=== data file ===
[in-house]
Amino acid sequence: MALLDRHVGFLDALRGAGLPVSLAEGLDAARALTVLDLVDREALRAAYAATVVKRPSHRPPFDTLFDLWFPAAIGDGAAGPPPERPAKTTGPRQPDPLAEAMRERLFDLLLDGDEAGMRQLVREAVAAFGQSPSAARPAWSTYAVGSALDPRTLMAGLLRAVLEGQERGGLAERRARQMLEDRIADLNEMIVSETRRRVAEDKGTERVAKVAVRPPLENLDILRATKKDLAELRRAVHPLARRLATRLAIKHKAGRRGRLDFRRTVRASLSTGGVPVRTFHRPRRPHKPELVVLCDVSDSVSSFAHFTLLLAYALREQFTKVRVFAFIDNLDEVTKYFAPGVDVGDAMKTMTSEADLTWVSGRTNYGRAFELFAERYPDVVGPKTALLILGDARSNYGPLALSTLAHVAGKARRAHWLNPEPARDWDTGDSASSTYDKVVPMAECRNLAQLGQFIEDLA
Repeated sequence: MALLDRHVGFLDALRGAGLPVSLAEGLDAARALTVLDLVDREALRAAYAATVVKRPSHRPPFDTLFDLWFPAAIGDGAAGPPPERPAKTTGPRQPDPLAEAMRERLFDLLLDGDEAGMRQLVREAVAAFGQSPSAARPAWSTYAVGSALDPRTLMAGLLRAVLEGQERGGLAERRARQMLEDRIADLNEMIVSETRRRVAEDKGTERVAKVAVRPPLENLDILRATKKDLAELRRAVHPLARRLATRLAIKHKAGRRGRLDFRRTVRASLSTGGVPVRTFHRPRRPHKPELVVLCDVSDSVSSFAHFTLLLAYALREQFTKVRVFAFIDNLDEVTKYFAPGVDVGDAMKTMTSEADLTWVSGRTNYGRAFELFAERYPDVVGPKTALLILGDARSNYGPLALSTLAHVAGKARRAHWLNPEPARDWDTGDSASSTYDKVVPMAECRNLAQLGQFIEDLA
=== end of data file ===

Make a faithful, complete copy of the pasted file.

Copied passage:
[in-house]
Amino acid sequence: MALLDRHVGFLDALRGAGLPVSLAEGLDAARALTVLDLVDREALRAAYAATVVKRPSHRPPFDTLFDLWFPAAIGDGAAGPPPERPAKTTGPRQPDPLAEAMRERLFDLLLDGDEAGMRQLVREAVAAFGQSPSAARPAWSTYAVGSALDPRTLMAGLLRAVLEGQERGGLAERRARQMLEDRIADLNEMIVSETRRRVAEDKGTERVAKVAVRPPLENLDILRATKKDLAELRRAVHPLARRLATRLAIKHKAGRRGRLDFRRTVRASLSTGGVPVRTFHRPRRPHKPELVVLCDVSDSVSSFAHFTLLLAYALREQFTKVRVFAFIDNLDEVTKYFAPGVDVGDAMKTMTSEADLTWVSGRTNYGRAFELFAERYPDVVGPKTALLILGDARSNYGPLALSTLAHVAGKARRAHWLNPEPARDWDTGDSASSTYDKVVPMAECRNLAQLGQFIEDLA
Repeated sequence: MALLDRHVGFLDALRGAGLPVSLAEGLDAARALTVLDLVDREALRAAYAATVVKRPSHRPPFDTLFDLWFPAAIGDGAAGPPPERPAKTTGPRQPDPLAEAMRERLFDLLLDGDEAGMRQLVREAVAAFGQSPSAARPAWSTYAVGSALDPRTLMAGLLRAVLEGQERGGLAERRARQMLEDRIADLNEMIVSETRRRVAEDKGTERVAKVAVRPPLENLDILRATKKDLAELRRAVHPLARRLATRLAIKHKAGRRGRLDFRRTVRASLSTGGVPVRTFHRPRRPHKPELVVLCDVSDSVSSFAHFTLLLAYALREQFTKVRVFAFIDNLDEVTKYFAPGVDVGDAMKTMTSEADLTWVSGRTNYGRAFELFAERYPDVVGPKTALLILGDARSNYGPLALSTLAHVAGKARRAHWLNPEPARDWDTGDSASSTYDKVVPMAECRNLAQLGQFIEDLA